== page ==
August 25, 2010

Saudi Devil Does Meetballs from Sri Lankan Slaves Body (And Why Anthony Bourdain is a Tool of Oppression)

anthony_bourdain_arab_headress.JPGI'm a big fan of Anthony Bourdain's No Reservations. I mean, any guy who will not only eat cuddly critters, but make fun of those cringing at it is alright in my book.

But for fans, did any of you have problems watching his puff piece on Saudi Arabia? I mean, I thought it was the ballsy move to take the show the place on Earth he least wanted to go.

But when Bourdain got there, instead of asking any of the hard questions he propagandized us with the bullshit "maybe we're not so different after all" narrative.

Not so different? Really?

I had to work continuously since I had to do the chores of all the occupants. And when I wanted to take rest due to tiredness, they inserted the nail in my body as a punishment, Arab News quoted Ariyawathie. I had to work from dawn to dusk. I hardly slept. They beat me and threatened to kill me and hide my body. They were really devils with no mercy at all."
One might be tempted to call this a one-offer, an anecdote of evil that could happen in any country. Except in Saudi Arabia this kind of thing happens all the time. Maybe not this extreme, but treating domestics as slaves, abusing, sexually assaulting, and sometimes even torturing them are par for the course in the Kingdom.

I guess the question I have for Bourdain and the "why can't we all just get along crowd" is this: What is the relevance of showing the mundane details of Saudi life? How does that inform us on how free they are or how supportive they are of evil?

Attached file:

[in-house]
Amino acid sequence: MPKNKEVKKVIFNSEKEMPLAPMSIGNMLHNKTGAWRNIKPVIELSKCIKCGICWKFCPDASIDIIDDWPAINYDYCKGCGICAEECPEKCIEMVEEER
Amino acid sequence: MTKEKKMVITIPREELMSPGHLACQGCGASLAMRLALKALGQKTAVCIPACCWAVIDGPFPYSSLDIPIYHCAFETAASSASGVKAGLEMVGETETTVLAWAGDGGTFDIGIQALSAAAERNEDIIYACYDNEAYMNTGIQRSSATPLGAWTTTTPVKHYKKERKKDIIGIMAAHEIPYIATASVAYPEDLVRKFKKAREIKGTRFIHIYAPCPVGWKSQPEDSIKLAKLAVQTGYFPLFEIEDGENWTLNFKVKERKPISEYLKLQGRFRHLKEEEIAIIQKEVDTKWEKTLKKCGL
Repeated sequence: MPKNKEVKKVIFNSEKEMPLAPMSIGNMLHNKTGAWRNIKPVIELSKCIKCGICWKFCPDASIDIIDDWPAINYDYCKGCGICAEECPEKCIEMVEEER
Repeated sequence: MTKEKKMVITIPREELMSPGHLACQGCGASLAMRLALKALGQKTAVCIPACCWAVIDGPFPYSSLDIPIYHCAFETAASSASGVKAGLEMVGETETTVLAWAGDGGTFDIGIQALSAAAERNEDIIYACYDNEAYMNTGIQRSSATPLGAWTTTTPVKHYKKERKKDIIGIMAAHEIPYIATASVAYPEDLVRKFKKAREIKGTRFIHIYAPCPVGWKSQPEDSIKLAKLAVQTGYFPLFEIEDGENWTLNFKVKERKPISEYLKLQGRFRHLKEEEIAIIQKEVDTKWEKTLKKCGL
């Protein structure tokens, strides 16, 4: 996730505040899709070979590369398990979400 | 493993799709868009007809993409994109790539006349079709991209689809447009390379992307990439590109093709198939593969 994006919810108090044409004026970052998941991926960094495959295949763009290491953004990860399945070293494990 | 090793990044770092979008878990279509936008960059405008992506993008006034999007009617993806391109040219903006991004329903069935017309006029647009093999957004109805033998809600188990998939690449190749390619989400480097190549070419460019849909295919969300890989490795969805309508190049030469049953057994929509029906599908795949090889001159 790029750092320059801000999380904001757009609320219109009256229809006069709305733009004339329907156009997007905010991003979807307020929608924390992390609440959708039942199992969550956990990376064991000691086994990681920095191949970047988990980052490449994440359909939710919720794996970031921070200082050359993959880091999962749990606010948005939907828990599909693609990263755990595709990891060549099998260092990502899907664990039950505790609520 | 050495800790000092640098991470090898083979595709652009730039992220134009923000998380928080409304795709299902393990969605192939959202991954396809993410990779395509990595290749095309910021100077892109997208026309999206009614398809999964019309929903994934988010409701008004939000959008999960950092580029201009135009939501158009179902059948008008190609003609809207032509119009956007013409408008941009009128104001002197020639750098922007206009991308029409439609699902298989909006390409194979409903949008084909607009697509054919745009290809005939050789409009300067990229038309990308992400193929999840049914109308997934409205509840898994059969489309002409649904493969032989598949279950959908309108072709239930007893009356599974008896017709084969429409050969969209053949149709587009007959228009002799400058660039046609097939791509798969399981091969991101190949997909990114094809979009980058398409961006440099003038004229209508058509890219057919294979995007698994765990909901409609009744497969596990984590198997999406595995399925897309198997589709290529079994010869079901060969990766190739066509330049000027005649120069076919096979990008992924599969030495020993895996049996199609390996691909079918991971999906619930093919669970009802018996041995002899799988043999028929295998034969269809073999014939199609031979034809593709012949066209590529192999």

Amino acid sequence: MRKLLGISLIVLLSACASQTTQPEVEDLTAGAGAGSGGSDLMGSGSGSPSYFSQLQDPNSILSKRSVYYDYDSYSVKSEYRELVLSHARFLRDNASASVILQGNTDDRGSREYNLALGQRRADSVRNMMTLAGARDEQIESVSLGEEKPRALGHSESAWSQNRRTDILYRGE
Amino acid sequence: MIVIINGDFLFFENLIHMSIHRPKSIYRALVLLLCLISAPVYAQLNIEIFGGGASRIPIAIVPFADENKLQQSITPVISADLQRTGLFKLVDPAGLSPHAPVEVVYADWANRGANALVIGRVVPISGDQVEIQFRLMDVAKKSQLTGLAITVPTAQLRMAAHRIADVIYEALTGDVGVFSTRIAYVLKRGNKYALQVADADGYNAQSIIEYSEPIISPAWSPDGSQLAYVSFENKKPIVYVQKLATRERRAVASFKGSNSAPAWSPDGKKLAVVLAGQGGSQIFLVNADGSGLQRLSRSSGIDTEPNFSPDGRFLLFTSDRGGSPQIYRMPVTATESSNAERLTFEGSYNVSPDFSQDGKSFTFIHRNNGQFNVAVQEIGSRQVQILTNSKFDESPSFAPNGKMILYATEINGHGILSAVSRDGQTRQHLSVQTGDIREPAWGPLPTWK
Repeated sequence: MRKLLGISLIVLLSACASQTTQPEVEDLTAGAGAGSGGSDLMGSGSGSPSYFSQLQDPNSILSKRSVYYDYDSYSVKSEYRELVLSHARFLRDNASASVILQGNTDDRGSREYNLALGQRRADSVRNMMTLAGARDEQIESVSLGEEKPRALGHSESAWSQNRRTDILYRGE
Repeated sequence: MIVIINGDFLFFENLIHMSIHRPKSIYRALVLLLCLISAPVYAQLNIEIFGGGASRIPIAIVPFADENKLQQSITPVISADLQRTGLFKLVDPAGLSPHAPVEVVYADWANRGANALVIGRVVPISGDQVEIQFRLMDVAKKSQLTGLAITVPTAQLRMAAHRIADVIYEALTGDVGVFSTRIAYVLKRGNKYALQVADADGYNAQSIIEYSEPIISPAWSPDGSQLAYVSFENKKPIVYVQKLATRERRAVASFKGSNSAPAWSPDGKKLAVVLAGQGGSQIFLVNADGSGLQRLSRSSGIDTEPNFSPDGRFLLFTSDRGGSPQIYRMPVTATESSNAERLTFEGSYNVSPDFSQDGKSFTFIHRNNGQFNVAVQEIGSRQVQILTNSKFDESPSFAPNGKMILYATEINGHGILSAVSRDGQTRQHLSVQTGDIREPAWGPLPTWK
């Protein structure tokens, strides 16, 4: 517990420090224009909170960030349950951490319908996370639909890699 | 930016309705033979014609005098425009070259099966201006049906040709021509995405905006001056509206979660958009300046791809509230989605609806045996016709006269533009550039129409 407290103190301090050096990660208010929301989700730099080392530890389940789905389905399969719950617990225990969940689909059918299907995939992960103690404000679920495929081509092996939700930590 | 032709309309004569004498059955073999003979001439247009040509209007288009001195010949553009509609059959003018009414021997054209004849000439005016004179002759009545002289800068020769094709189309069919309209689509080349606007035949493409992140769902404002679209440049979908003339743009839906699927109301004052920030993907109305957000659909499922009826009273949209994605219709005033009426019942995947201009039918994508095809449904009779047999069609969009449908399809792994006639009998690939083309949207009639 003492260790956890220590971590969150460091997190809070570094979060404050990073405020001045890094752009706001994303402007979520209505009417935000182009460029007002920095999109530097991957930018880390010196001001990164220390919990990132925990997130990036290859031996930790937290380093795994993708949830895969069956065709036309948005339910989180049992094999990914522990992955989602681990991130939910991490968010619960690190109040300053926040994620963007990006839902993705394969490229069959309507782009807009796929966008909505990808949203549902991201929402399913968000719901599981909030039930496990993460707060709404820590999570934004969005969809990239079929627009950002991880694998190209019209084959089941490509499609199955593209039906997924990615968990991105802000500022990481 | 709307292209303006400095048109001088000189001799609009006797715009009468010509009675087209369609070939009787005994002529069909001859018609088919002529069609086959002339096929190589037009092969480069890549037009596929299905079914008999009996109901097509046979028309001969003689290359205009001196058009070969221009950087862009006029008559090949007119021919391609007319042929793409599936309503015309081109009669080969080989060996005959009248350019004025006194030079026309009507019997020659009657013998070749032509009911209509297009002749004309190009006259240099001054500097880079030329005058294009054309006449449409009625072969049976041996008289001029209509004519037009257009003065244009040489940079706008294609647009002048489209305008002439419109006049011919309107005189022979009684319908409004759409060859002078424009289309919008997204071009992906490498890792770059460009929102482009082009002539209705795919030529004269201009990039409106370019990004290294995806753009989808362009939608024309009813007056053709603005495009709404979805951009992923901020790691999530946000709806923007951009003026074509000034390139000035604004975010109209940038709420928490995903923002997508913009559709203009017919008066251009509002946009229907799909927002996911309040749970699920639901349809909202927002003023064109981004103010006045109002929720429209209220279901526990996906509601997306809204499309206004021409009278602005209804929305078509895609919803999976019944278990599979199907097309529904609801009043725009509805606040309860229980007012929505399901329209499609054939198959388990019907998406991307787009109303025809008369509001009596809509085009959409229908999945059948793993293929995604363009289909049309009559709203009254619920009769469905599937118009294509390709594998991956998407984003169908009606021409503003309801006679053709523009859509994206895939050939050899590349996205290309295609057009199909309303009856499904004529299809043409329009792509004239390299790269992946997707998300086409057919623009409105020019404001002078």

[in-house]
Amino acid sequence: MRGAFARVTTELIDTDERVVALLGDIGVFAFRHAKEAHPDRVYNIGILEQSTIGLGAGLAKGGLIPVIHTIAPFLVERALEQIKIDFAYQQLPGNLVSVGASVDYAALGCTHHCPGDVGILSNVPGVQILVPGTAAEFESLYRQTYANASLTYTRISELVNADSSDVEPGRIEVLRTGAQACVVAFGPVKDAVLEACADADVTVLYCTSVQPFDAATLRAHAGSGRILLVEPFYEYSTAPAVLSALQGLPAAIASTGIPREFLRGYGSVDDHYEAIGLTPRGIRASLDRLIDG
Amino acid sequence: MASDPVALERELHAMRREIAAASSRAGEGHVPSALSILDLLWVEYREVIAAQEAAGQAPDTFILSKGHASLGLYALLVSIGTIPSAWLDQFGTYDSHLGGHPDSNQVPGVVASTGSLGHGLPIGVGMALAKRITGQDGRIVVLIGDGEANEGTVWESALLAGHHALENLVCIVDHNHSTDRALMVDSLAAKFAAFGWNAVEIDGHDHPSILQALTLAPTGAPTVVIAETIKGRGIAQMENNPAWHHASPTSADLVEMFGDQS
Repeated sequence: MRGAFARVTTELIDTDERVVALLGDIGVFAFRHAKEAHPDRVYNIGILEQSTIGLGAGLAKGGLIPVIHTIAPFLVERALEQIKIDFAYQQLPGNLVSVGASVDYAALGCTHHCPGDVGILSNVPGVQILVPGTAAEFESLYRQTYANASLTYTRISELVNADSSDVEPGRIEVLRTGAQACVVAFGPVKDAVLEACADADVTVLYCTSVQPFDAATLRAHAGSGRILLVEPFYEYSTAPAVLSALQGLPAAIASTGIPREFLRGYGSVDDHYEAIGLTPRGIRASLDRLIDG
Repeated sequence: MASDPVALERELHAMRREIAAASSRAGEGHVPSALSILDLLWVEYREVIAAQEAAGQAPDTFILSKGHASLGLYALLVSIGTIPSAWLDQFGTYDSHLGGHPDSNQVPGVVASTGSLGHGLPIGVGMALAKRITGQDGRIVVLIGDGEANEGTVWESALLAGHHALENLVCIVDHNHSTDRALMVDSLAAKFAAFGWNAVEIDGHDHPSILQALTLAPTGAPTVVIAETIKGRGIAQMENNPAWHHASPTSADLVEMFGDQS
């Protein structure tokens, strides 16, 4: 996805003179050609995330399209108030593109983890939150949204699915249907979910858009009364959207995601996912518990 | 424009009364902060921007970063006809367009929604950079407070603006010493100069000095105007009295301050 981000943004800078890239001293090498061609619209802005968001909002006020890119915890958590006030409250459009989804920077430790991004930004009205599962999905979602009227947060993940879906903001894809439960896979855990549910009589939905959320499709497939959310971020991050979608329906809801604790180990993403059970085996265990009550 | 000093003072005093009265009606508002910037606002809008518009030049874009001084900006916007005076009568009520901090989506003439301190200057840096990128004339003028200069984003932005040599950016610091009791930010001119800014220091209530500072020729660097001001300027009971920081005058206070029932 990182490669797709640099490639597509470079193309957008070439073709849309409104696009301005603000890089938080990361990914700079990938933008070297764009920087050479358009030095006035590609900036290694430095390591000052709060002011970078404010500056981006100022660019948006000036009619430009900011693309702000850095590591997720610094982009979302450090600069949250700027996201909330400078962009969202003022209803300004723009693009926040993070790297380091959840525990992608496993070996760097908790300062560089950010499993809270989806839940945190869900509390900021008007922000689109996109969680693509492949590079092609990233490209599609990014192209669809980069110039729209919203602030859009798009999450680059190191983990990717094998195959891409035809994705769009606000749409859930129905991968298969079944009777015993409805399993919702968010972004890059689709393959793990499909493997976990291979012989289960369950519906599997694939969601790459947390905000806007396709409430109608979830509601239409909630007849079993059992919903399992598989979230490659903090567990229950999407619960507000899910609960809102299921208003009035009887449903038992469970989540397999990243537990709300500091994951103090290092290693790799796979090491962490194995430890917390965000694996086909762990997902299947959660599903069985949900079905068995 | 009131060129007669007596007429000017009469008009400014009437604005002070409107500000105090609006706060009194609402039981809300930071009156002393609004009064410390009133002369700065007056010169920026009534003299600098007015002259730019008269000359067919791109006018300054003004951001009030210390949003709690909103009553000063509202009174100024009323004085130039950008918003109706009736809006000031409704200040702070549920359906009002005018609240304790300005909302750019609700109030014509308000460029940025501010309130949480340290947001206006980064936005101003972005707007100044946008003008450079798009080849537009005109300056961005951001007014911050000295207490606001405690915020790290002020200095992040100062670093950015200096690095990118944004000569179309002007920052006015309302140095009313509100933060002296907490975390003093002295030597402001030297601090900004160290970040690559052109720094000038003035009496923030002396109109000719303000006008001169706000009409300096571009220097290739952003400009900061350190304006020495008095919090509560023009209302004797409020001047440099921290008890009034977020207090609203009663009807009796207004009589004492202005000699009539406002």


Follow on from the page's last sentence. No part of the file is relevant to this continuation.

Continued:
The answer to both questions is that family and personal life tell us almost nothing about a society nor about its political organization.

A travel writer who went to Nazi Germany in its early years showing us only the pickled pork's feet, schnitzel, and hefferveisen -- while ignoring the ghettos and fascist government -- shows us only the happy face of evil.

As I've often said, I hear Adolph and Eva were great party guests (okay, stole that one from Red Dwarf). So what?

It is true sign of stupidity when people make moral judgments about a person or society based on how hospitable or nice they are on the personal level. Evil people are just as likely to be nice as good people (eg, Adolph Eichmann).

And sometimes great men have personal lives that are total disasters (eg, Oscar Schindler).

Hannah Arendt noted that the most evil people in the Nazi regime were also the most unextraordinary. They could easily pass for an inconspicuous neighbor. Hence, the banality of evil.

Are there nice people in Saudi Arabia? Of course. Hell, all of them might be nice.

But this tells us absolutely nothing about the oppressive society that they live in, nor does it inform the moral debate about a political system of monarchy and a legal theocracy.

I was initially hopeful that Bourdain would do the right thing and in addition to the normal food and culture fare explore the darker side of the Kingdom of the Saud family. Instead, he gave us warmed over anti-cold war sentiment right out of the 1980s. An updated version of Sting's if the Russians love their children, too ripe for the war on terror.

Thanks to Doda.

By Rusty Shackleford, Ph.D. at 02:25 PM | Comments |